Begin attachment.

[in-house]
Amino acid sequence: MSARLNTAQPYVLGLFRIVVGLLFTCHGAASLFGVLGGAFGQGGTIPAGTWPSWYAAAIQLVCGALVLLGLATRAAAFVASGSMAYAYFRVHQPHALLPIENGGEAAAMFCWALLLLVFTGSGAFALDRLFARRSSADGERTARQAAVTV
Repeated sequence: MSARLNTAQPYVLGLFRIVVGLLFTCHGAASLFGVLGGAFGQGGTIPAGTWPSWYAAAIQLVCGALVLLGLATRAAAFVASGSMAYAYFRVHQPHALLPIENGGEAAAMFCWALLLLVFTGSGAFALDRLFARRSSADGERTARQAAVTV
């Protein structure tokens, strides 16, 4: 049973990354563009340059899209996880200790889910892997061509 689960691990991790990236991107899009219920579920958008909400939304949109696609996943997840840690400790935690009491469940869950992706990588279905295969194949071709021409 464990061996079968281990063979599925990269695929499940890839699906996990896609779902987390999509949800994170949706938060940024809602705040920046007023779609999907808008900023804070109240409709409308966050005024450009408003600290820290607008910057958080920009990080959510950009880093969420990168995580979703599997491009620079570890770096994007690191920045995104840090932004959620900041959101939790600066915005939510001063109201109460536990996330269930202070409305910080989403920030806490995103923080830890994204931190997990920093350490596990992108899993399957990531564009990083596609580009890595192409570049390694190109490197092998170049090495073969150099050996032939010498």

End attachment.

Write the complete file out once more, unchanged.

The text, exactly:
[in-house]
Amino acid sequence: MSARLNTAQPYVLGLFRIVVGLLFTCHGAASLFGVLGGAFGQGGTIPAGTWPSWYAAAIQLVCGALVLLGLATRAAAFVASGSMAYAYFRVHQPHALLPIENGGEAAAMFCWALLLLVFTGSGAFALDRLFARRSSADGERTARQAAVTV
Repeated sequence: MSARLNTAQPYVLGLFRIVVGLLFTCHGAASLFGVLGGAFGQGGTIPAGTWPSWYAAAIQLVCGALVLLGLATRAAAFVASGSMAYAYFRVHQPHALLPIENGGEAAAMFCWALLLLVFTGSGAFALDRLFARRSSADGERTARQAAVTV
């Protein structure tokens, strides 16, 4: 049973990354563009340059899209996880200790889910892997061509 689960691990991790990236991107899009219920579920958008909400939304949109696609996943997840840690400790935690009491469940869950992706990588279905295969194949071709021409 464990061996079968281990063979599925990269695929499940890839699906996990896609779902987390999509949800994170949706938060940024809602705040920046007023779609999907808008900023804070109240409709409308966050005024450009408003600290820290607008910057958080920009990080959510950009880093969420990168995580979703599997491009620079570890770096994007690191920045995104840090932004959620900041959101939790600066915005939510001063109201109460536990996330269930202070409305910080989403920030806490995103923080830890994204931190997990920093350490596990992108899993399957990531564009990083596609580009890595192409570049390694190109490197092998170049090495073969150099050996032939010498």